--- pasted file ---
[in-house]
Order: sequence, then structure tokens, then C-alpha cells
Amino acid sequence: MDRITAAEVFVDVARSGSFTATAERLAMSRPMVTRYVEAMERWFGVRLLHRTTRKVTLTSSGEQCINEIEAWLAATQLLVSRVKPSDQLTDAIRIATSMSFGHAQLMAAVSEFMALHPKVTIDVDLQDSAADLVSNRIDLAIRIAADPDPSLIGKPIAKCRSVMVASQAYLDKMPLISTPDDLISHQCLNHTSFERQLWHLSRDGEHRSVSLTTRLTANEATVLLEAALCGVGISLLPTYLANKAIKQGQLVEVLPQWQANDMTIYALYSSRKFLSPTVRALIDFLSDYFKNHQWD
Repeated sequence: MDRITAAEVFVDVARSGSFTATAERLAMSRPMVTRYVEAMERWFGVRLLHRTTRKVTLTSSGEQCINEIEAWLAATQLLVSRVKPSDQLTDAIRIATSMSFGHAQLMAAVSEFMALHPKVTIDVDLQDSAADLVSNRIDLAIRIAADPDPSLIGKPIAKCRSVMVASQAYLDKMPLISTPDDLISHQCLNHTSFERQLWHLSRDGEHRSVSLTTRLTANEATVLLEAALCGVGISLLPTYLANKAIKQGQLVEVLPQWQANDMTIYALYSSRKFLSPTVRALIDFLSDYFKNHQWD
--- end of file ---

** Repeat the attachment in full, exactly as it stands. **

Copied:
[in-house]
Order: sequence, then structure tokens, then C-alpha cells
Amino acid sequence: MDRITAAEVFVDVARSGSFTATAERLAMSRPMVTRYVEAMERWFGVRLLHRTTRKVTLTSSGEQCINEIEAWLAATQLLVSRVKPSDQLTDAIRIATSMSFGHAQLMAAVSEFMALHPKVTIDVDLQDSAADLVSNRIDLAIRIAADPDPSLIGKPIAKCRSVMVASQAYLDKMPLISTPDDLISHQCLNHTSFERQLWHLSRDGEHRSVSLTTRLTANEATVLLEAALCGVGISLLPTYLANKAIKQGQLVEVLPQWQANDMTIYALYSSRKFLSPTVRALIDFLSDYFKNHQWD
Repeated sequence: MDRITAAEVFVDVARSGSFTATAERLAMSRPMVTRYVEAMERWFGVRLLHRTTRKVTLTSSGEQCINEIEAWLAATQLLVSRVKPSDQLTDAIRIATSMSFGHAQLMAAVSEFMALHPKVTIDVDLQDSAADLVSNRIDLAIRIAADPDPSLIGKPIAKCRSVMVASQAYLDKMPLISTPDDLISHQCLNHTSFERQLWHLSRDGEHRSVSLTTRLTANEATVLLEAALCGVGISLLPTYLANKAIKQGQLVEVLPQWQANDMTIYALYSSRKFLSPTVRALIDFLSDYFKNHQWD